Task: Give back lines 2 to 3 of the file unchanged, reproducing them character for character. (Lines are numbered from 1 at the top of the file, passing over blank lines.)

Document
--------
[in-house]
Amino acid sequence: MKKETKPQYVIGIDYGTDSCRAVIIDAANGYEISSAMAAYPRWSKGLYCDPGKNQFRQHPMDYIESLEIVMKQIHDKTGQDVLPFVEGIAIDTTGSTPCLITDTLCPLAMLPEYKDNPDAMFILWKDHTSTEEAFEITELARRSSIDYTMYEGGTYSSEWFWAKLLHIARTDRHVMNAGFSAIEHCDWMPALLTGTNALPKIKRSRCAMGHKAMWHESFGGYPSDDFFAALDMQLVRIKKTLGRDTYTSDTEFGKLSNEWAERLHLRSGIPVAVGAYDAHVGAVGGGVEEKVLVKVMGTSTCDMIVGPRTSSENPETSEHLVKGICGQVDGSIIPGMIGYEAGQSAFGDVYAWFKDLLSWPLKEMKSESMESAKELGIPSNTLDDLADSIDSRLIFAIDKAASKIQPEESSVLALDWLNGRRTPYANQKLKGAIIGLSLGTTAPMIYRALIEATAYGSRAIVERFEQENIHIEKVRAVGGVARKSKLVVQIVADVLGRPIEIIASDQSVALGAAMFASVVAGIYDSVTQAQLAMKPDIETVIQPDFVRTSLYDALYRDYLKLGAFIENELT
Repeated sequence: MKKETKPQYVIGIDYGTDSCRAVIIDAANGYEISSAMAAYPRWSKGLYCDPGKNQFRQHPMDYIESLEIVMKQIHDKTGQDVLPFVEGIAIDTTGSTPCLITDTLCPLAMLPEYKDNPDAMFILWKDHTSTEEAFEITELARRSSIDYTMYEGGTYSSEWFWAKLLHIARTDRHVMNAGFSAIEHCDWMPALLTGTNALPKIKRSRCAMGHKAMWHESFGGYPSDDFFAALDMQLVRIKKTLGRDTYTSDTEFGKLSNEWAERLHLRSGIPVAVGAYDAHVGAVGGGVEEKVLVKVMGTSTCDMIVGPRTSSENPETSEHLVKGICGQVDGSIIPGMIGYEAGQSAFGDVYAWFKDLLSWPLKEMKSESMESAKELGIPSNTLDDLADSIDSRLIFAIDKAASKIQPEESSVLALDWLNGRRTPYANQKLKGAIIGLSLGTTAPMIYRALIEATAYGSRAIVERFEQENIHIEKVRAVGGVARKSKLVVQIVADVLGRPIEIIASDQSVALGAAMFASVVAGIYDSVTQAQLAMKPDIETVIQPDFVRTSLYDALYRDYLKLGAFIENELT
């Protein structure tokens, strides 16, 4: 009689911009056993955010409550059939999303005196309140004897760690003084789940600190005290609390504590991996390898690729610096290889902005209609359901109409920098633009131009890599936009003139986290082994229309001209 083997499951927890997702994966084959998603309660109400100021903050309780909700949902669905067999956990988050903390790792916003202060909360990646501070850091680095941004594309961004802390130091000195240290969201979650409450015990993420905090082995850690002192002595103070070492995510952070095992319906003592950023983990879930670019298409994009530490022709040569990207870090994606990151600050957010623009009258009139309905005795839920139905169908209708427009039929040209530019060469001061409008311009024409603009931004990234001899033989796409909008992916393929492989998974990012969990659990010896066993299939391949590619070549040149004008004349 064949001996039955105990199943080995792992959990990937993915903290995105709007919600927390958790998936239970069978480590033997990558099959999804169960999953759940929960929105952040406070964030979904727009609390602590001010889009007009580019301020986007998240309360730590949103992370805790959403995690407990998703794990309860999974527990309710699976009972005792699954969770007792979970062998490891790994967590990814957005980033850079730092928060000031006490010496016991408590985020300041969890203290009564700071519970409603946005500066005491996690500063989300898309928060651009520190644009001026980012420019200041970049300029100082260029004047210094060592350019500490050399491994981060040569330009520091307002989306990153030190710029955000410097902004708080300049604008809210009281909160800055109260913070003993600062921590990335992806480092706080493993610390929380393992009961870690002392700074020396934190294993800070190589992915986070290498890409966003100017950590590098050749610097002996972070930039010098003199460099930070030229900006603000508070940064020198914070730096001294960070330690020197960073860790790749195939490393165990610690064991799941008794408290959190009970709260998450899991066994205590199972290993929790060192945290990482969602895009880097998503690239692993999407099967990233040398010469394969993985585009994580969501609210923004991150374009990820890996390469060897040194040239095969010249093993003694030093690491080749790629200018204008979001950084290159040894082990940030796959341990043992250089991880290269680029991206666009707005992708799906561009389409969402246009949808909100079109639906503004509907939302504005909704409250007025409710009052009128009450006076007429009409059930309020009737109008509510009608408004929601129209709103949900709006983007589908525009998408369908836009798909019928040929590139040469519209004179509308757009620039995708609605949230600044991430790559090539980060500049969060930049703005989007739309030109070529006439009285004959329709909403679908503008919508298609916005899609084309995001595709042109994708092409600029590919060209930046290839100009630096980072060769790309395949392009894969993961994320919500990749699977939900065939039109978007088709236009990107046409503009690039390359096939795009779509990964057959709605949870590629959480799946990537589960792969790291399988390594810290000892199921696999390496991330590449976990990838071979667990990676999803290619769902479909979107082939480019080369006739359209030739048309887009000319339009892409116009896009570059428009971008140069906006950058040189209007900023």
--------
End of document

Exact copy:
Amino acid sequence: MKKETKPQYVIGIDYGTDSCRAVIIDAANGYEISSAMAAYPRWSKGLYCDPGKNQFRQHPMDYIESLEIVMKQIHDKTGQDVLPFVEGIAIDTTGSTPCLITDTLCPLAMLPEYKDNPDAMFILWKDHTSTEEAFEITELARRSSIDYTMYEGGTYSSEWFWAKLLHIARTDRHVMNAGFSAIEHCDWMPALLTGTNALPKIKRSRCAMGHKAMWHESFGGYPSDDFFAALDMQLVRIKKTLGRDTYTSDTEFGKLSNEWAERLHLRSGIPVAVGAYDAHVGAVGGGVEEKVLVKVMGTSTCDMIVGPRTSSENPETSEHLVKGICGQVDGSIIPGMIGYEAGQSAFGDVYAWFKDLLSWPLKEMKSESMESAKELGIPSNTLDDLADSIDSRLIFAIDKAASKIQPEESSVLALDWLNGRRTPYANQKLKGAIIGLSLGTTAPMIYRALIEATAYGSRAIVERFEQENIHIEKVRAVGGVARKSKLVVQIVADVLGRPIEIIASDQSVALGAAMFASVVAGIYDSVTQAQLAMKPDIETVIQPDFVRTSLYDALYRDYLKLGAFIENELT
Repeated sequence: MKKETKPQYVIGIDYGTDSCRAVIIDAANGYEISSAMAAYPRWSKGLYCDPGKNQFRQHPMDYIESLEIVMKQIHDKTGQDVLPFVEGIAIDTTGSTPCLITDTLCPLAMLPEYKDNPDAMFILWKDHTSTEEAFEITELARRSSIDYTMYEGGTYSSEWFWAKLLHIARTDRHVMNAGFSAIEHCDWMPALLTGTNALPKIKRSRCAMGHKAMWHESFGGYPSDDFFAALDMQLVRIKKTLGRDTYTSDTEFGKLSNEWAERLHLRSGIPVAVGAYDAHVGAVGGGVEEKVLVKVMGTSTCDMIVGPRTSSENPETSEHLVKGICGQVDGSIIPGMIGYEAGQSAFGDVYAWFKDLLSWPLKEMKSESMESAKELGIPSNTLDDLADSIDSRLIFAIDKAASKIQPEESSVLALDWLNGRRTPYANQKLKGAIIGLSLGTTAPMIYRALIEATAYGSRAIVERFEQENIHIEKVRAVGGVARKSKLVVQIVADVLGRPIEIIASDQSVALGAAMFASVVAGIYDSVTQAQLAMKPDIETVIQPDFVRTSLYDALYRDYLKLGAFIENELT